From Confusion to Clarity

(The personal reflections on confusion quoted throughout this article were generously shared by "Michele." Thank you, Michele.)

"I often find myself feeling confused. It is a theme that has run through my life over many years. Now in my 60’s this trait has had long innings. It is confusion that often leaves me feeling inadequate and foolish, as if 'why can’t I sort things out, others seem to manage.' Confusion rears its ugly head when I have decisions to make. It also crops up when I am in a conflict and when I have a difference of opinion with someone."

Being confused about what we want, what is the right thing to do, or even who we are is distressing. The mind seeks clarity and the body feels best when we have certainty. While a state of confusion isn’t comfortable by any means, in the world of brain change it’s often a positive marker of growth or at least growth potential. Confusion means we are straddling change and motivated to find clarity.


What makes clarity difficult to achieve is that with clarity comes emotional risks. When we know what we want, we risk disappointing and angering ourselves and/or others. Clarity of who we are leads to consequences that come from living an authentic life - this is who I am. Will I still be loved and accepted?


So one way to understand confusion is to think of it as a protective defense. I’ve mapped it on the Change Triangle, my favorite tool to understand and work with emotions.


Confusion is a defense on the Change Triangle because it protects us from conflicts and emotions.


What helps move us from confusion to clarity is the ability to sense and work through emotions and conflicts in very specific ways. Specifically looking at confusion through an emotionally aware lens using the Change Triangle tool helps to:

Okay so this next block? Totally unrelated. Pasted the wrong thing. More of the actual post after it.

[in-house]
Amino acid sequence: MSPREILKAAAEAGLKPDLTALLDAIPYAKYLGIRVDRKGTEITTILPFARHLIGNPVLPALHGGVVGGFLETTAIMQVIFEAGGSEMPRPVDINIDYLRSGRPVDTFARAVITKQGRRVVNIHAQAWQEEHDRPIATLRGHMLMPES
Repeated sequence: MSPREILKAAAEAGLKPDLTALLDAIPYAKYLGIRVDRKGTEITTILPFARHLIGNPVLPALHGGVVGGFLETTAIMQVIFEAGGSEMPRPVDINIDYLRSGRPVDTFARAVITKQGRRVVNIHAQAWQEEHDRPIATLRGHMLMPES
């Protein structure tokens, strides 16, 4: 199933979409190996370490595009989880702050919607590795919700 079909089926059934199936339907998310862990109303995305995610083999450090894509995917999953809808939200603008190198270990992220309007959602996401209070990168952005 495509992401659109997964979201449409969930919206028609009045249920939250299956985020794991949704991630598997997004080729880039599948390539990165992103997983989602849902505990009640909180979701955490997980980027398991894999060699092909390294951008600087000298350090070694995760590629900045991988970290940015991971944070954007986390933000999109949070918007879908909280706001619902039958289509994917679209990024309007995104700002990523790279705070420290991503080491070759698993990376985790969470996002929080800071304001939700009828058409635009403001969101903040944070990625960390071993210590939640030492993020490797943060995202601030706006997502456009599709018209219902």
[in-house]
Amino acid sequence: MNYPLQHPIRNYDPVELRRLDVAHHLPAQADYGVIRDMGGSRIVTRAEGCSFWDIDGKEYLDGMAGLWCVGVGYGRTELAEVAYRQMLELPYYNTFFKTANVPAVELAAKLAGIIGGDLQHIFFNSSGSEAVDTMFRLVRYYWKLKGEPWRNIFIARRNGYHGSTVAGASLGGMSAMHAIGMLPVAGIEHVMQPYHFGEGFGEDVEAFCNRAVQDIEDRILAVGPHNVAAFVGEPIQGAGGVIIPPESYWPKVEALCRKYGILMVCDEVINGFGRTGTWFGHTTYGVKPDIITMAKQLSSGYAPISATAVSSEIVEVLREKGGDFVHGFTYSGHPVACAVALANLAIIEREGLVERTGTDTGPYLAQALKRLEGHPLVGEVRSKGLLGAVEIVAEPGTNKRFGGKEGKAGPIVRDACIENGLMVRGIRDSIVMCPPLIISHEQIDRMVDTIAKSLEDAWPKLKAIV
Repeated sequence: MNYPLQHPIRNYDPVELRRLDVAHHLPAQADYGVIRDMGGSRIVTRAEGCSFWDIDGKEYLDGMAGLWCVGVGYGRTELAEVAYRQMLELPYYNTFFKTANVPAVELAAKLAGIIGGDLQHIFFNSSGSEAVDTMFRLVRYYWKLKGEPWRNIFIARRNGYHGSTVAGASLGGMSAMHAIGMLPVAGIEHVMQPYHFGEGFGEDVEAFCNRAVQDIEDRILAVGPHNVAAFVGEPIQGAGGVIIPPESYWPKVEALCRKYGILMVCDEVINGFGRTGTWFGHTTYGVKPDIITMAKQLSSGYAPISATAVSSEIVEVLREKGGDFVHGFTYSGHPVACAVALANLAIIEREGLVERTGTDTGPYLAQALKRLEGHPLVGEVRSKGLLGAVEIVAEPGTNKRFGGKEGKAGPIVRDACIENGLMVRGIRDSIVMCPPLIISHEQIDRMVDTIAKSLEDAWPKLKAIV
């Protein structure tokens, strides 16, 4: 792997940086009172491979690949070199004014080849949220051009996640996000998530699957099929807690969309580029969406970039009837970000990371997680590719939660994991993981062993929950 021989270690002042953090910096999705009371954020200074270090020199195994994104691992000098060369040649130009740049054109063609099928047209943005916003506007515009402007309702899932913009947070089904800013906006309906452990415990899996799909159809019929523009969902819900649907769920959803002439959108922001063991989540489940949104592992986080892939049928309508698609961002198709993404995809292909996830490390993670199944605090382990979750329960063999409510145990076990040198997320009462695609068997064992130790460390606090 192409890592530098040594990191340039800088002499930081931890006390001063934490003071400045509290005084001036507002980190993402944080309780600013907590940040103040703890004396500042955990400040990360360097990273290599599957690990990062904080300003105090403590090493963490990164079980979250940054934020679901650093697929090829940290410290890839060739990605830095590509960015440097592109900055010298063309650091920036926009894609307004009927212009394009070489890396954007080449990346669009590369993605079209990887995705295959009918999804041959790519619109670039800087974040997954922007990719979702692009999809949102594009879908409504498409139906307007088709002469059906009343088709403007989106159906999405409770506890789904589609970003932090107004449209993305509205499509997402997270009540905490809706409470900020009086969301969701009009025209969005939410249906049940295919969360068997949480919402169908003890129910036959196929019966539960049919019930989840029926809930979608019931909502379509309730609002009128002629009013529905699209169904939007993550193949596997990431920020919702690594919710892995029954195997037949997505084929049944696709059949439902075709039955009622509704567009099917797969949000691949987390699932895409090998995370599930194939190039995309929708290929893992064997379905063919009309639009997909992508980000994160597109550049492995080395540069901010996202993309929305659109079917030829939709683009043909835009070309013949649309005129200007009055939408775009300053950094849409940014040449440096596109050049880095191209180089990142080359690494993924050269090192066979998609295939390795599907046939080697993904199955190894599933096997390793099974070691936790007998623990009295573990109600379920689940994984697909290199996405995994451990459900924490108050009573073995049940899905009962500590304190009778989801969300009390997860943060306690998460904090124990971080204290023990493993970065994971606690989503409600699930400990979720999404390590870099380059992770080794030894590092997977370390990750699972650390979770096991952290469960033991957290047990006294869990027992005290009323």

1. Understand confusion and the accompanying anxiety as a signal that underlying emotions need naming and processing.

  2. Recognize, soothe, and transform shame, guilt, and regret for potential mistakes.

  3. Validate, and move through core emotions like sadness, anger, and fear. For example, we might have to move through sadness to be ok with missed opportunities. Anger may arise towards others who have negatively affected our confidence. We may have to address fears stemming from younger parts of us that live inside our minds anticipating punishment.

  4. Summon courage and self-compassion by shifting into an openhearted state.


Confusion to Postpone Making Mistakes

"I struggled when I was trying to decide if I was going to marry. I felt confused for many weeks as the various pros and cons of making this step presented themselves. Because it was such an important and life impacting decision I became quite anxious. My desire to get it right added to the stress."

Like Michele, we all have a desire to “get it right.” However, if we are really living, then we are making mistakes. We cannot possibly know what choices are right for us until we live through them. And even if we make the right choice this year, years later we may grow and change in unpredictable ways to the point that our choice is no longer right. So we must learn to tolerate and forgive our mistakes.


Confusion to Spare Us Regret


Our confusion is trying to spare us the pain of being wrong so we don’t suffer regret. When we make choices we open ourselves to negative consequences. It’s just a part of life. Can we move past regret? It’s not so easy. But learning from bad decisions and applying that knowledge forward can take the sting out of regret. And, of course, forgiving ourselves helps immensely.

Confusion So We Don’t Have to Mourn Losses


If Michele decided to marry, she’d have many potential losses to process: the loss of her freedom, the loss of finding someone she thought would be more ideal, or the loss of having total control over her time and environment, to name a few.